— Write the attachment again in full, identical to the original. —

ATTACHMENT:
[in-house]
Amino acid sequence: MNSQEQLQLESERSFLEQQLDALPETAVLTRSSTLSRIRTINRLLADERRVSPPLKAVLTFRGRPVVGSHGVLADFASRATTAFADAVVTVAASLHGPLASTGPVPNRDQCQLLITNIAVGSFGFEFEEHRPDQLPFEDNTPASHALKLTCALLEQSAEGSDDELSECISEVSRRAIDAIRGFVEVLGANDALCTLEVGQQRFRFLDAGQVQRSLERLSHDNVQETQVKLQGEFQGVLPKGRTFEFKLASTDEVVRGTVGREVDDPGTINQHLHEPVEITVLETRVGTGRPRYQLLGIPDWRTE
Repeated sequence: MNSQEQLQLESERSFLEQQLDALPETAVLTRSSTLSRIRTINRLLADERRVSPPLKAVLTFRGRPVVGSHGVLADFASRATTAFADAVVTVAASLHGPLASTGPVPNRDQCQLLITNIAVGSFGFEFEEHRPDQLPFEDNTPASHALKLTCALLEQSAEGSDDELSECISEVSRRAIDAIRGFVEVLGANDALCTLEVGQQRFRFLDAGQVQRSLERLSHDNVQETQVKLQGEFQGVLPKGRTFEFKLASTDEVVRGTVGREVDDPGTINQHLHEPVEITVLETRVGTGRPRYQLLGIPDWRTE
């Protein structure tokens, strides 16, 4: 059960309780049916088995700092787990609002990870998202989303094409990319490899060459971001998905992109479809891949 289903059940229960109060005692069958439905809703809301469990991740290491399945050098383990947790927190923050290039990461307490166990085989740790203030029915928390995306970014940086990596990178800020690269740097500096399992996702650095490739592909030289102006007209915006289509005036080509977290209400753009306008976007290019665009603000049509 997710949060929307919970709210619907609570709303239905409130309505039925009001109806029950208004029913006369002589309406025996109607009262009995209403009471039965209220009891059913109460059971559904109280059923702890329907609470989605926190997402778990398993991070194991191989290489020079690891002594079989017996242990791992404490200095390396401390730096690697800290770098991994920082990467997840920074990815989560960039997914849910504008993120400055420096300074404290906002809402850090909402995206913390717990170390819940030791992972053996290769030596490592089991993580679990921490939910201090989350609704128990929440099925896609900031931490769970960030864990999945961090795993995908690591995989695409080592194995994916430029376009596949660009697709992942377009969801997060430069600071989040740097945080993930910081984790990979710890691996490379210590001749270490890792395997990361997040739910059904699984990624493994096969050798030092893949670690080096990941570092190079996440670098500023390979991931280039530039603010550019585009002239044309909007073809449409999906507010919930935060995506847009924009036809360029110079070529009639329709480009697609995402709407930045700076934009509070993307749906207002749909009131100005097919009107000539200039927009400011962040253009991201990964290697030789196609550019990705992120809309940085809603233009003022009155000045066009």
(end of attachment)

[in-house]
Amino acid sequence: MNSQEQLQLESERSFLEQQLDALPETAVLTRSSTLSRIRTINRLLADERRVSPPLKAVLTFRGRPVVGSHGVLADFASRATTAFADAVVTVAASLHGPLASTGPVPNRDQCQLLITNIAVGSFGFEFEEHRPDQLPFEDNTPASHALKLTCALLEQSAEGSDDELSECISEVSRRAIDAIRGFVEVLGANDALCTLEVGQQRFRFLDAGQVQRSLERLSHDNVQETQVKLQGEFQGVLPKGRTFEFKLASTDEVVRGTVGREVDDPGTINQHLHEPVEITVLETRVGTGRPRYQLLGIPDWRTE
Repeated sequence: MNSQEQLQLESERSFLEQQLDALPETAVLTRSSTLSRIRTINRLLADERRVSPPLKAVLTFRGRPVVGSHGVLADFASRATTAFADAVVTVAASLHGPLASTGPVPNRDQCQLLITNIAVGSFGFEFEEHRPDQLPFEDNTPASHALKLTCALLEQSAEGSDDELSECISEVSRRAIDAIRGFVEVLGANDALCTLEVGQQRFRFLDAGQVQRSLERLSHDNVQETQVKLQGEFQGVLPKGRTFEFKLASTDEVVRGTVGREVDDPGTINQHLHEPVEITVLETRVGTGRPRYQLLGIPDWRTE
């Protein structure tokens, strides 16, 4: 059960309780049916088995700092787990609002990870998202989303094409990319490899060459971001998905992109479809891949 289903059940229960109060005692069958439905809703809301469990991740290491399945050098383990947790927190923050290039990461307490166990085989740790203030029915928390995306970014940086990596990178800020690269740097500096399992996702650095490739592909030289102006007209915006289509005036080509977290209400753009306008976007290019665009603000049509 997710949060929307919970709210619907609570709303239905409130309505039925009001109806029950208004029913006369002589309406025996109607009262009995209403009471039965209220009891059913109460059971559904109280059923702890329907609470989605926190997402778990398993991070194991191989290489020079690891002594079989017996242990791992404490200095390396401390730096690697800290770098991994920082990467997840920074990815989560960039997914849910504008993120400055420096300074404290906002809402850090909402995206913390717990170390819940030791992972053996290769030596490592089991993580679990921490939910201090989350609704128990929440099925896609900031931490769970960030864990999945961090795993995908690591995989695409080592194995994916430029376009596949660009697709992942377009969801997060430069600071989040740097945080993930910081984790990979710890691996490379210590001749270490890792395997990361997040739910059904699984990624493994096969050798030092893949670690080096990941570092190079996440670098500023390979991931280039530039603010550019585009002239044309909007073809449409999906507010919930935060995506847009924009036809360029110079070529009639329709480009697609995402709407930045700076934009509070993307749906207002749909009131100005097919009107000539200039927009400011962040253009991201990964290697030789196609550019990705992120809309940085809603233009003022009155000045066009």